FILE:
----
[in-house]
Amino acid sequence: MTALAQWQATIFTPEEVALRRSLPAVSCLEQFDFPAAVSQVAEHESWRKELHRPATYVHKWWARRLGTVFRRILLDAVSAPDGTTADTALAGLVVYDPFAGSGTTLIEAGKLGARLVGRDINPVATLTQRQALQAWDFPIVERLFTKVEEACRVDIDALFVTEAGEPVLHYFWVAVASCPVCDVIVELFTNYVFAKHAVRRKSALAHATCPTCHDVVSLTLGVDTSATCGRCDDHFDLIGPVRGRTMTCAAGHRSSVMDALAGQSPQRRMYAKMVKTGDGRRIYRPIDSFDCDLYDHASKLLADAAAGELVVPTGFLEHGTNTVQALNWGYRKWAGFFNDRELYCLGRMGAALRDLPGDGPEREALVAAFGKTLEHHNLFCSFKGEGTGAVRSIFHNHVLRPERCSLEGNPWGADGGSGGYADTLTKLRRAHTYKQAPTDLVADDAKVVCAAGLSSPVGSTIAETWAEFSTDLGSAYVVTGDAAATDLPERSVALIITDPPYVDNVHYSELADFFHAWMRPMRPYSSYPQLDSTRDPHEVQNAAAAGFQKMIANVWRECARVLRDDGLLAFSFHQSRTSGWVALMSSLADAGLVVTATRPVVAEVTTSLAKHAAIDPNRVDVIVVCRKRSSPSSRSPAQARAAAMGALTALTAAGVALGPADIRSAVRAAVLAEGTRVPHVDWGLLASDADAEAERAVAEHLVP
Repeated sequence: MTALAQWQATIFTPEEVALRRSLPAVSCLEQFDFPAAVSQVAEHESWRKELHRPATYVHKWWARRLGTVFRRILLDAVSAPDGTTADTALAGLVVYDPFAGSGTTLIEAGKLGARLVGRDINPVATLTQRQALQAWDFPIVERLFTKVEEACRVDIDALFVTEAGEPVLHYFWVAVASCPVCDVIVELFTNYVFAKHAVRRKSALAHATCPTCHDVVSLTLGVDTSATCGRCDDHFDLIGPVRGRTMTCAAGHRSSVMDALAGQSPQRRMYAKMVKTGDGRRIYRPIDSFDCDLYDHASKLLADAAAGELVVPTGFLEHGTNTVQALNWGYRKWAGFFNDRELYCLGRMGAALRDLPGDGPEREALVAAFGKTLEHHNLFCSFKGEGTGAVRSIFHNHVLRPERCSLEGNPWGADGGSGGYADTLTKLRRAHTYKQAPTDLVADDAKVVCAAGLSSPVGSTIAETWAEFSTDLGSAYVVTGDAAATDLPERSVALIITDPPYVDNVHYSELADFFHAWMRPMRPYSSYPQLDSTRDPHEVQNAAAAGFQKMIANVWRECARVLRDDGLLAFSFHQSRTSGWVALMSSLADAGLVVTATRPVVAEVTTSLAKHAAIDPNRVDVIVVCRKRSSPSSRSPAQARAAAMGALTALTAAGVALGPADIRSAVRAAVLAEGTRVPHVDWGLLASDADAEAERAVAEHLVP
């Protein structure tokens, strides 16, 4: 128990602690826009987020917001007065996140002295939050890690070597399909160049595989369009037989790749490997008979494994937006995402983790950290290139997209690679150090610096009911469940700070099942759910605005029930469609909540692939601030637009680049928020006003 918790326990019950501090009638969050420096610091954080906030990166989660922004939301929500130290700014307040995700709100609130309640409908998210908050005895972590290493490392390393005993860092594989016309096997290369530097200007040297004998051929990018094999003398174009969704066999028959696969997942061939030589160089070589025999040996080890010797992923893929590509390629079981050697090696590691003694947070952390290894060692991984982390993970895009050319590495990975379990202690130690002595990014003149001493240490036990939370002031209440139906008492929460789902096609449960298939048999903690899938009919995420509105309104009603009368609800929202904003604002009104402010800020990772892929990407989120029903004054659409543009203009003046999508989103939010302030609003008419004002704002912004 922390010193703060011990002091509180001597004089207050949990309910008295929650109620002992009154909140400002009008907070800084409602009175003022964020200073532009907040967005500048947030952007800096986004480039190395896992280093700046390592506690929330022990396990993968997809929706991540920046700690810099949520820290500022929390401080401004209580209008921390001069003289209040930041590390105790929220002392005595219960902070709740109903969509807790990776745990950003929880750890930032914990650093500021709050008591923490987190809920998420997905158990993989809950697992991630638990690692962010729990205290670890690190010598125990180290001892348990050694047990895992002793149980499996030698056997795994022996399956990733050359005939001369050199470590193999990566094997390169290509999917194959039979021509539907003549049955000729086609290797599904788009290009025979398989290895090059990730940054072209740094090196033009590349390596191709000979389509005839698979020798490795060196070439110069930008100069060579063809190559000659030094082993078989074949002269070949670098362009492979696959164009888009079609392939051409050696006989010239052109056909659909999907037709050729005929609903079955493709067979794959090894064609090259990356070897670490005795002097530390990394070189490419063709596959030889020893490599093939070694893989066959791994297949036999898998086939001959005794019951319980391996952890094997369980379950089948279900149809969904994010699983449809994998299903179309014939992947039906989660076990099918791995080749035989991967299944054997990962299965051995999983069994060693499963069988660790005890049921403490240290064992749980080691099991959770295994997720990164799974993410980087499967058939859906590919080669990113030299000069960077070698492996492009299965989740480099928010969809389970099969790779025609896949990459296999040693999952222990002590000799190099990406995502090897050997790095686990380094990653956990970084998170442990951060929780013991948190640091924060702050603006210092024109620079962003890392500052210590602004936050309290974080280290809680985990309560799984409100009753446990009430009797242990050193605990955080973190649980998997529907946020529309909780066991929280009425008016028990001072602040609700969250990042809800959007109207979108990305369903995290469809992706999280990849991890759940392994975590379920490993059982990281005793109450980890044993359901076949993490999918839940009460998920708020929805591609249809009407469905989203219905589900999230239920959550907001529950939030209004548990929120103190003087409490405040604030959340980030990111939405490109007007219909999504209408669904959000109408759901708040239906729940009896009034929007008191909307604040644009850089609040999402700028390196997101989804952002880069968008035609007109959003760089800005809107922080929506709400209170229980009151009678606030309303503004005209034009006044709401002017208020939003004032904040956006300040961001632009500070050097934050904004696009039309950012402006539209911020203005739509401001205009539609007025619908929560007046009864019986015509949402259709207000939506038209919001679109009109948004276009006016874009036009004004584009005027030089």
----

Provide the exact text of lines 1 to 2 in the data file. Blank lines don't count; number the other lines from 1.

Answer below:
[in-house]
Amino acid sequence: MTALAQWQATIFTPEEVALRRSLPAVSCLEQFDFPAAVSQVAEHESWRKELHRPATYVHKWWARRLGTVFRRILLDAVSAPDGTTADTALAGLVVYDPFAGSGTTLIEAGKLGARLVGRDINPVATLTQRQALQAWDFPIVERLFTKVEEACRVDIDALFVTEAGEPVLHYFWVAVASCPVCDVIVELFTNYVFAKHAVRRKSALAHATCPTCHDVVSLTLGVDTSATCGRCDDHFDLIGPVRGRTMTCAAGHRSSVMDALAGQSPQRRMYAKMVKTGDGRRIYRPIDSFDCDLYDHASKLLADAAAGELVVPTGFLEHGTNTVQALNWGYRKWAGFFNDRELYCLGRMGAALRDLPGDGPEREALVAAFGKTLEHHNLFCSFKGEGTGAVRSIFHNHVLRPERCSLEGNPWGADGGSGGYADTLTKLRRAHTYKQAPTDLVADDAKVVCAAGLSSPVGSTIAETWAEFSTDLGSAYVVTGDAAATDLPERSVALIITDPPYVDNVHYSELADFFHAWMRPMRPYSSYPQLDSTRDPHEVQNAAAAGFQKMIANVWRECARVLRDDGLLAFSFHQSRTSGWVALMSSLADAGLVVTATRPVVAEVTTSLAKHAAIDPNRVDVIVVCRKRSSPSSRSPAQARAAAMGALTALTAAGVALGPADIRSAVRAAVLAEGTRVPHVDWGLLASDADAEAERAVAEHLVP